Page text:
Emory sighed on the other end. “Let me guess. You’re not coming in today, either.”

“No, like I said yesterday, I won’t work for you anymore.”

“Some notice would have been nice.”

“I’d have liked some notice before you burned all my paintings.” She bit her lip and fought for composure. “I’ll pick up the rest of my things later today. I don’t feel I owe you any more rent since you destroyed my property. I won’t come after you for damages, though, for my parents’ sake.”

“Rose…”

She cut him off before he could finish his sentence. His condescending tone made her want to scream; no way would she listen to him blame her for the way things had turned out. “I don’t think there’s anything more to be said, Emory. We’re done now.”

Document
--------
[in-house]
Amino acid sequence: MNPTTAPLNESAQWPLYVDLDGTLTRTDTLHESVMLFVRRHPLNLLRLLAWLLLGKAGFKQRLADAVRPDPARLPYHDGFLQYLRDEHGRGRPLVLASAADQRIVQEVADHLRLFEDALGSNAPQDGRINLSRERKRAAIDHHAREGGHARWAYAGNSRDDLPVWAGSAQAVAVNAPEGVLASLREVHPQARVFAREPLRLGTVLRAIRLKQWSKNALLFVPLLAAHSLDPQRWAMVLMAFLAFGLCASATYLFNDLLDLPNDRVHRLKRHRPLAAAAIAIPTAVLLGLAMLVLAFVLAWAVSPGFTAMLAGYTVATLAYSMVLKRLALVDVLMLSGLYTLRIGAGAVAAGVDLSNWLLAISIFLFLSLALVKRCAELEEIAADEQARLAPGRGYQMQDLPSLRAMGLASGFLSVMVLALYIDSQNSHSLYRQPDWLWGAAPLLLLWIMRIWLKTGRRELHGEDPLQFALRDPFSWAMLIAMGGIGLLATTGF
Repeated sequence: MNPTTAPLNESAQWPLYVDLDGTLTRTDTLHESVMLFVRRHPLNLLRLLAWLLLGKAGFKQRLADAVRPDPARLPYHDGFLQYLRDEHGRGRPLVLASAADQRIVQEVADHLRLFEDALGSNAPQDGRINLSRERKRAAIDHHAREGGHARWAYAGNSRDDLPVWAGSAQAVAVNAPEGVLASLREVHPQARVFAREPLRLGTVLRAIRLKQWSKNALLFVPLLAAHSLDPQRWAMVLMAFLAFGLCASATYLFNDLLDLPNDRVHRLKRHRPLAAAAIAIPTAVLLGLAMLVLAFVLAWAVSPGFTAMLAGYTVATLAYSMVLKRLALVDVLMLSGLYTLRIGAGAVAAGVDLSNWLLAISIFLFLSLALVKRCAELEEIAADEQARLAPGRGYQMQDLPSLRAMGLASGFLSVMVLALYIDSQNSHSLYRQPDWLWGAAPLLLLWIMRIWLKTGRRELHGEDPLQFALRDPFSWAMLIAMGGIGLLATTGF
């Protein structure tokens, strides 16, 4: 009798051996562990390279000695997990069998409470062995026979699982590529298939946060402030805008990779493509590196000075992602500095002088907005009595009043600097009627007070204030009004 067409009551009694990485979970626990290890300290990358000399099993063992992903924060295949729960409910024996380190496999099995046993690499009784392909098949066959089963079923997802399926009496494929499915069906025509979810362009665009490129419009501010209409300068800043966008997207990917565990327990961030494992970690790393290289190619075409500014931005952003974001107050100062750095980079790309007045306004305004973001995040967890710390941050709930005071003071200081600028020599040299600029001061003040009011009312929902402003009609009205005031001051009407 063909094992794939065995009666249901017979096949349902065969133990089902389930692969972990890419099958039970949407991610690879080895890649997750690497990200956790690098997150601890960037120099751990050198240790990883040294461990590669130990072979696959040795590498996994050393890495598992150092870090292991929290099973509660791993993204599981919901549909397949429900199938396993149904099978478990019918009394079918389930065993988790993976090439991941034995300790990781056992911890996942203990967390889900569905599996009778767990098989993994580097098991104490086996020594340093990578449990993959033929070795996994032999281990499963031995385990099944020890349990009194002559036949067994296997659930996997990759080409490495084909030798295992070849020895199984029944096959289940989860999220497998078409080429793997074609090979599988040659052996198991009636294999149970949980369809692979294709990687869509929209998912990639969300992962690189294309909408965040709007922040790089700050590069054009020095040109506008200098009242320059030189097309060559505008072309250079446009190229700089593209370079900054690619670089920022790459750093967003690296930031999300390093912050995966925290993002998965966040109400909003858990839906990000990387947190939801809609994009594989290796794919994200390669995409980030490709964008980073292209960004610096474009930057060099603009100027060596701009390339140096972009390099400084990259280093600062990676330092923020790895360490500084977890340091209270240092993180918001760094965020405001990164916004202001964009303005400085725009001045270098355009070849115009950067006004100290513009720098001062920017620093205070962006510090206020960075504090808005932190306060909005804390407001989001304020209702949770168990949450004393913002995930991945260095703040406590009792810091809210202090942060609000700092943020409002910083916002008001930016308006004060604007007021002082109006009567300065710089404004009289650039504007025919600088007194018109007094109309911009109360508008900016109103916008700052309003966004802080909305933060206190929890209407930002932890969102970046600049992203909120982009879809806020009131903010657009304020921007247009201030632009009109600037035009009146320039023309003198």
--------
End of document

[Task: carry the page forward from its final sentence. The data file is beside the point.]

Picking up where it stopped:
“What about Jason?”

Rose tried to answer him but couldn’t find the words.

“He needs to be here. I need him here,” Emory said. “Since you’re abandoning me, I need my son. You’re the one who drove him away; you need to bring him back.”

“I didn’t drive him away.” That was rich, even for Emory.

“Why do you think he’s been gone so long? Because you haven’t acted like a fiancée should. Have you shown any interest in him? No. Have you made a home for him? No. All you’ve done is slouch around and play with your finger paints. No wonder he never wants to visit. You’re a lousy housekeeper, a lousy cook and not fit to be in the same room as him.”

“But…”

“I saw the way you mooned over the sheriff. You’re probably two-timing my son along with everything else. You’re humiliating him, that’s what!”

Rose couldn’t believe her ears. Emory was truly losing it. “None of that’s true! You know…”